The 22-track, various-artist String Ambient collection benefits from a more literal enaction of its title than some record labels may have elected for. There are, indeed, harps and ukuleles and acoustic guitars put into action on this set of varied atmospheric music. But there are also electric guitars, as heard on Djinnestan‘s “C Plus A,” in which pin-prick texture is about as much amid the quiet that could be certifiably attributed to anything string-based, (MP3), and Glenn Brown‘s “A Crystal Fascination I,” which works a melodious but retrained solo into its spacey system (MP3). Terge Paulsen employs an EBow to achieve the monolithic sustain of the richly industrial drone poem “Blues for Lhasa” (MP3).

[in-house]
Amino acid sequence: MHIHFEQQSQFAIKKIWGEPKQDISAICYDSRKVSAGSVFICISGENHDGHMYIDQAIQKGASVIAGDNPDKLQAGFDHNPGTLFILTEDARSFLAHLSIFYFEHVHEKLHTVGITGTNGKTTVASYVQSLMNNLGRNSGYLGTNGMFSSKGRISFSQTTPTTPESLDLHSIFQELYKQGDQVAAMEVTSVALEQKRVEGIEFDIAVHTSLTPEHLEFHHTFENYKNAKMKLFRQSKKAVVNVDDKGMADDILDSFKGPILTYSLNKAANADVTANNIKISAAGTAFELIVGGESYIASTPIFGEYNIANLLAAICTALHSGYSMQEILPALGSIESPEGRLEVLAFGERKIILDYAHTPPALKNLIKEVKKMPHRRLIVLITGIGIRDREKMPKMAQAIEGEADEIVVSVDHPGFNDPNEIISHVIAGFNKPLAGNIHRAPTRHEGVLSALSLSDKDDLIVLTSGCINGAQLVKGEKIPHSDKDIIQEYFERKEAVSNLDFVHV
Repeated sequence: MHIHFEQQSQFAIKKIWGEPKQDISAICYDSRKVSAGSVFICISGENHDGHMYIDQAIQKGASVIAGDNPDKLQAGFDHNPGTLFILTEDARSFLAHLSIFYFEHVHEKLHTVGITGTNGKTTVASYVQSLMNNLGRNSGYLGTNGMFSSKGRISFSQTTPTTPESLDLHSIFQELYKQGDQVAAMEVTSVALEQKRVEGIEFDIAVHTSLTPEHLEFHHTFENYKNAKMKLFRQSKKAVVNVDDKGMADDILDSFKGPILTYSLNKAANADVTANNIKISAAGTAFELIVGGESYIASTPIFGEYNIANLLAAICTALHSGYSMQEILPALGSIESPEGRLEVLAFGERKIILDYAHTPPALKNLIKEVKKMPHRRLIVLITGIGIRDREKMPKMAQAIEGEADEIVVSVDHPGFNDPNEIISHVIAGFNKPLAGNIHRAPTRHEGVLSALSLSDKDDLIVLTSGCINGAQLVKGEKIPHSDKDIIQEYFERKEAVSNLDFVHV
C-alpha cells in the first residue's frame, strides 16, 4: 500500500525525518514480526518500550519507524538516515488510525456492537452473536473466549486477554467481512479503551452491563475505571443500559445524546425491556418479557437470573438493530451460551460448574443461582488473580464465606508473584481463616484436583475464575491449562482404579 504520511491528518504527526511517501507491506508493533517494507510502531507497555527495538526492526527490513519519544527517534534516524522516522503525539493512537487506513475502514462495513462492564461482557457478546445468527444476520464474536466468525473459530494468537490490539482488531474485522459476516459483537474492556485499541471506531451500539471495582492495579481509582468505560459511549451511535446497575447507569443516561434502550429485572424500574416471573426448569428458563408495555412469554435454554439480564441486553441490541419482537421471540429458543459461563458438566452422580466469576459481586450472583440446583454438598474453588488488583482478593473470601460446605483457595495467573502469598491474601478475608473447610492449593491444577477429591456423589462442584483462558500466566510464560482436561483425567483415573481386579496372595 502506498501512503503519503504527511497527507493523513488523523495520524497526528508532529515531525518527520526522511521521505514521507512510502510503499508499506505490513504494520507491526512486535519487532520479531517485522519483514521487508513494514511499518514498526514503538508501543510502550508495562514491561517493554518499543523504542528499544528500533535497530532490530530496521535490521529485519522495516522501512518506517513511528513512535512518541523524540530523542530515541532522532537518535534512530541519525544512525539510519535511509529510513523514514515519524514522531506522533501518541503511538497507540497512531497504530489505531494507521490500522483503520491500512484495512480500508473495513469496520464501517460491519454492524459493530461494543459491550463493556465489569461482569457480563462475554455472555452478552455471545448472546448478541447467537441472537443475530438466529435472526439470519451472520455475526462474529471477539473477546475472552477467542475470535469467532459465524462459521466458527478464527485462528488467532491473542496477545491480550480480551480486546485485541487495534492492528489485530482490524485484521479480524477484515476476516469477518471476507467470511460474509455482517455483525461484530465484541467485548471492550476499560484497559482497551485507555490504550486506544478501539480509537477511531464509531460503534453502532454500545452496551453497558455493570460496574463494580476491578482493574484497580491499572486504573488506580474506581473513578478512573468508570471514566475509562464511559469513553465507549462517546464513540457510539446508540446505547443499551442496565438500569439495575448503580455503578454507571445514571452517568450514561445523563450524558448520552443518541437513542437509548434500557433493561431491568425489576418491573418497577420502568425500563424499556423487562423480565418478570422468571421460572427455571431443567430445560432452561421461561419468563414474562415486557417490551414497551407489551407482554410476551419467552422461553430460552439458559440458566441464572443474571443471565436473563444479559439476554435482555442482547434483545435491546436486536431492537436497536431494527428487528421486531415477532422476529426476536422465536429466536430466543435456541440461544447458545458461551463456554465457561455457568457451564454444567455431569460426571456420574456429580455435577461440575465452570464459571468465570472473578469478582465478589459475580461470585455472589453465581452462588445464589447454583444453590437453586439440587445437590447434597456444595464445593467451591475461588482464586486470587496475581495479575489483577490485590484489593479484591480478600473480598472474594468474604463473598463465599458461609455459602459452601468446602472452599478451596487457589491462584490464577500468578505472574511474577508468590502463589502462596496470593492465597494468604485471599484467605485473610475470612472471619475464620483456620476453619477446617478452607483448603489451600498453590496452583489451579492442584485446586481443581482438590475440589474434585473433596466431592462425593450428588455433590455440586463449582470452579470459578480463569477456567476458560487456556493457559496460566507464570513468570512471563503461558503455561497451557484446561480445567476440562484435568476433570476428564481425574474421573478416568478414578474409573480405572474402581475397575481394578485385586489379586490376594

Thanks to heavy use of electronic effects, the divide between acoustic and electric string instruments is a nuanced one on String Ambient. The detuned zither that serves as the sole identified tool on Jon 7‘s “An Eerie Paradise” is plucked with the tentativeness of a kalimba, each note reverberating into a cloudy background of extended tones (MP3). Likewise, the hall-of-mirrors echoes that characterize “Cathedral (excerpt)” by Caleb Dupree originated on piano (as the liner notes state: “yes, a string instrument!”), which will surprise just about any listener (MP3).